This post is written not to discuss whether we think Blackberry will survive or not given what had happened. Nor is it written to debate on whether IPhones or Android Phones will take over the smartphone world.
But rather, it is to simply show you how amazingly cheap the company is traded at, given the company’s financial position and the amount of cash flows they are still churning out.
Picture this: Just 1 year ago, RIMM is valued at $38Bn in the market. Fast forward till today, at a share price of $13.32, you can buyout the company with just $7Bn!
Adj. Net Income
For their fiscal year ended March 3, 2012, RIMM reported a net income of $1164 mils and EPS of $2.22, which was a drop of almost 65% from their previous year of EPS $6.34. However, digging deeper into the numbers, there is substantial amount of one-time expenses incurred through the year and includes the items shown above. (We shall not go deeper into each items, you can read further in the annual report.)
After adjusting for all the one-time expenses, we arrive at a net income of $1,962 mils, which translate to an EPS of $3.74 and P/E of just 3.56. Although still a substantial drop from previous year peak earnings, the adjusted EPS shows how low they are being valued at in the market. At current price level, you are getting a company with 28% in earnings yield.
Furthermore, taking the average from 2005 to 2010, the historical P/E the company use to trade at is 21.65. This is way above today’s multiples of just 3.56, and if they ever trades back up to their historical level, that’s a return of almost 500%!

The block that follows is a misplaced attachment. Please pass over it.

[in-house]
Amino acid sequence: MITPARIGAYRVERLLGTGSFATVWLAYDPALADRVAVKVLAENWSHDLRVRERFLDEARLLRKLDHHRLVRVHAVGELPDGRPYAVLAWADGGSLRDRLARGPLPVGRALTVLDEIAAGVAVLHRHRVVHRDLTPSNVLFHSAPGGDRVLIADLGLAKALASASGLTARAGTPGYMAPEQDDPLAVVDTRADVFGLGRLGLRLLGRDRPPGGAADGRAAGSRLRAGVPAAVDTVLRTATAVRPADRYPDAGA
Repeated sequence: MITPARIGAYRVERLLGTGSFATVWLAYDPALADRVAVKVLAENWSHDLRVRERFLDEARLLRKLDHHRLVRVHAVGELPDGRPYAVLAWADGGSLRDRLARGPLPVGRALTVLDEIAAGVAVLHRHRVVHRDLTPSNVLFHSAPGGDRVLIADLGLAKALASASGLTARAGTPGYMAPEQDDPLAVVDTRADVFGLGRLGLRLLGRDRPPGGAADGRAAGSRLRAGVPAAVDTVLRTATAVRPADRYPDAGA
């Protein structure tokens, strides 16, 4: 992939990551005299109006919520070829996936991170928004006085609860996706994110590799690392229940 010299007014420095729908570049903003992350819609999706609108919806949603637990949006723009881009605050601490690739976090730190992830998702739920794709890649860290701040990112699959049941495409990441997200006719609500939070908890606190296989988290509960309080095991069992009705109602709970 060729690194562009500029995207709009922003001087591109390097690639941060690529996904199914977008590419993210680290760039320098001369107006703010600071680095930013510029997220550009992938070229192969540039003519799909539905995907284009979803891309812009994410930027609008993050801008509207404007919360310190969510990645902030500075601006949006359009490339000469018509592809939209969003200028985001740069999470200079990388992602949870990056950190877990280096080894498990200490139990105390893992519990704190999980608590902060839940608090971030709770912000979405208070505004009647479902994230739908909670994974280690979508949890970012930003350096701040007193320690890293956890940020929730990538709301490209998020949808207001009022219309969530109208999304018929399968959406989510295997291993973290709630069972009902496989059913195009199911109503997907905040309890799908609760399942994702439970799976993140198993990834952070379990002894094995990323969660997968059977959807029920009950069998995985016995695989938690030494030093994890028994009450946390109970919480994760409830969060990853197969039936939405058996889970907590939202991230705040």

If you take a look at their cash-flow statements, RIMM is still churning out good money and their latest year operating cash flow is almost $2.9Bn. Amortization of their PPE is $0.637Bn, and intangibles of $0.459Bn, which adds to a total of about $1.1Bn in maintenance Capex that is required to sustain the business going forward. This will give us a FCFs of almost $1.8Bn a year if revenue remains at current level, giving you a company with FCFs yield of 26%!
On their books, RIMM has Cash & Cash Equivalents of $1.5Bn, Short-term Investments of $0.25Bn, and Long-term Investments of $0.34Bn, giving a total of about $2.1Bn in liquid assets. This translates to a per share of $4.03, which is 30% of the current share price of $13.32. With no debts on their books, essentially, the market is valuing the company at only $5Bn.
The above table shows the historical P/B for the past decade. Taking the average from 2001 – 2006 and 2008 – 2010, we have an average P/B of 3.98. With current equity of $10Bn, RIMM has a book value per share of $19.27. This translates to a price to book value of only 0.69.
If we breakdown the equity, RIMM has $0.3Bn in goodwill, and $3.3Bn in intangibles. To be on the conservative side, we take away the goodwill and intangibles, leaving us with a tangible equity of about $6.5Bn, which translates to $12.42 per share and a price to tangible book of 1.07.
If you are still not convinced on how dirt cheap RIMM is being valued at in the market, let us summarize.
At a price of $13.32, you are buying a company that is trading at 0.69 price to book, 1.07 price to tangible book, with a FCFs yield of 26%. Even with today’s dismal results, they are earning a return on tangible equity of 18% and adjusted return on tangible equity of 30% if the one-time charges are added back.
Factoring in their liquid assets of almost $2.1Bn, they are only valued at $5Bn in the market. With a FCFs of $1.8Bn per year, the company can take themselves private in 2.8 years time. (Please tell us how crazy is that.)
Bonus - Potential Catalyst
An added bonus to owning shares of RIMM, we have our dear Prem Watsa, the Canadian Warren Buffet, doing his best for the shareholders. He owns a huge stake in RIMM and in recent months, had bought even more shares of the company. He was elected to the board and could be the driver behind many of the moves made by the company recently. A new CEO was installed and they are exploring strategic opportunities that include partnerships, joint ventures, licensing, etc.
(P.S. To Prem Watsa, why don't you consider buying out RIMM?)